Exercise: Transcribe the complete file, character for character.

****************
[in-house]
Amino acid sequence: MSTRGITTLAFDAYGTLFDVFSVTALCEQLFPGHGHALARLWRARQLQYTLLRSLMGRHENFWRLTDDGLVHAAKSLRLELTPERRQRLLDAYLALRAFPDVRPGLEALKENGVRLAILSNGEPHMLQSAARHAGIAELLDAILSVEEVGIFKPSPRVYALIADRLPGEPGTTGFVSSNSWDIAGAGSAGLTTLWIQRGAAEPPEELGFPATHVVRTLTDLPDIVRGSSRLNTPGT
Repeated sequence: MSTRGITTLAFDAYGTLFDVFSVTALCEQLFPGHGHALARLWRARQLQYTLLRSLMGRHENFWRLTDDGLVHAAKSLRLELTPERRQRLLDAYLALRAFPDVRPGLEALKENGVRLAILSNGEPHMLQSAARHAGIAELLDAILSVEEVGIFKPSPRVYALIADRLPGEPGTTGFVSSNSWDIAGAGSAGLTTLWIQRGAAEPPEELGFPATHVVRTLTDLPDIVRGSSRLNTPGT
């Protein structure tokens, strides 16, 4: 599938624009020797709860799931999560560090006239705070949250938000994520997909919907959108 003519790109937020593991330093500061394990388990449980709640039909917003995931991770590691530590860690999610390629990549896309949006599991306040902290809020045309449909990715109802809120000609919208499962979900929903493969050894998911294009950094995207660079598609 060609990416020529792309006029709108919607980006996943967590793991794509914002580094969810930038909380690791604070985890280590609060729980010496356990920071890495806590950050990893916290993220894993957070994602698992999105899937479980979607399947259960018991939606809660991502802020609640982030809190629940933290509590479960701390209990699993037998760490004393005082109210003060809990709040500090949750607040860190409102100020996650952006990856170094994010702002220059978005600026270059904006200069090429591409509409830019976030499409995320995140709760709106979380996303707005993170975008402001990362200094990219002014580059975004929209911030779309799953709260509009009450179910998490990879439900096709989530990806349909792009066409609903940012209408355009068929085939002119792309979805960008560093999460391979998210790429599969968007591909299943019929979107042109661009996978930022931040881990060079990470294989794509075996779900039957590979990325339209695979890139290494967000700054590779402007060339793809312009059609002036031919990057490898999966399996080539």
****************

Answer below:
[in-house]
Amino acid sequence: MSTRGITTLAFDAYGTLFDVFSVTALCEQLFPGHGHALARLWRARQLQYTLLRSLMGRHENFWRLTDDGLVHAAKSLRLELTPERRQRLLDAYLALRAFPDVRPGLEALKENGVRLAILSNGEPHMLQSAARHAGIAELLDAILSVEEVGIFKPSPRVYALIADRLPGEPGTTGFVSSNSWDIAGAGSAGLTTLWIQRGAAEPPEELGFPATHVVRTLTDLPDIVRGSSRLNTPGT
Repeated sequence: MSTRGITTLAFDAYGTLFDVFSVTALCEQLFPGHGHALARLWRARQLQYTLLRSLMGRHENFWRLTDDGLVHAAKSLRLELTPERRQRLLDAYLALRAFPDVRPGLEALKENGVRLAILSNGEPHMLQSAARHAGIAELLDAILSVEEVGIFKPSPRVYALIADRLPGEPGTTGFVSSNSWDIAGAGSAGLTTLWIQRGAAEPPEELGFPATHVVRTLTDLPDIVRGSSRLNTPGT
């Protein structure tokens, strides 16, 4: 599938624009020797709860799931999560560090006239705070949250938000994520997909919907959108 003519790109937020593991330093500061394990388990449980709640039909917003995931991770590691530590860690999610390629990549896309949006599991306040902290809020045309449909990715109802809120000609919208499962979900929903493969050894998911294009950094995207660079598609 060609990416020529792309006029709108919607980006996943967590793991794509914002580094969810930038909380690791604070985890280590609060729980010496356990920071890495806590950050990893916290993220894993957070994602698992999105899937479980979607399947259960018991939606809660991502802020609640982030809190629940933290509590479960701390209990699993037998760490004393005082109210003060809990709040500090949750607040860190409102100020996650952006990856170094994010702002220059978005600026270059904006200069090429591409509409830019976030499409995320995140709760709106979380996303707005993170975008402001990362200094990219002014580059975004929209911030779309799953709260509009009450179910998490990879439900096709989530990806349909792009066409609903940012209408355009068929085939002119792309979805960008560093999460391979998210790429599969968007591909299943019929979107042109661009996978930022931040881990060079990470294989794509075996779900039957590979990325339209695979890139290494967000700054590779402007060339793809312009059609002036031919990057490898999966399996080539």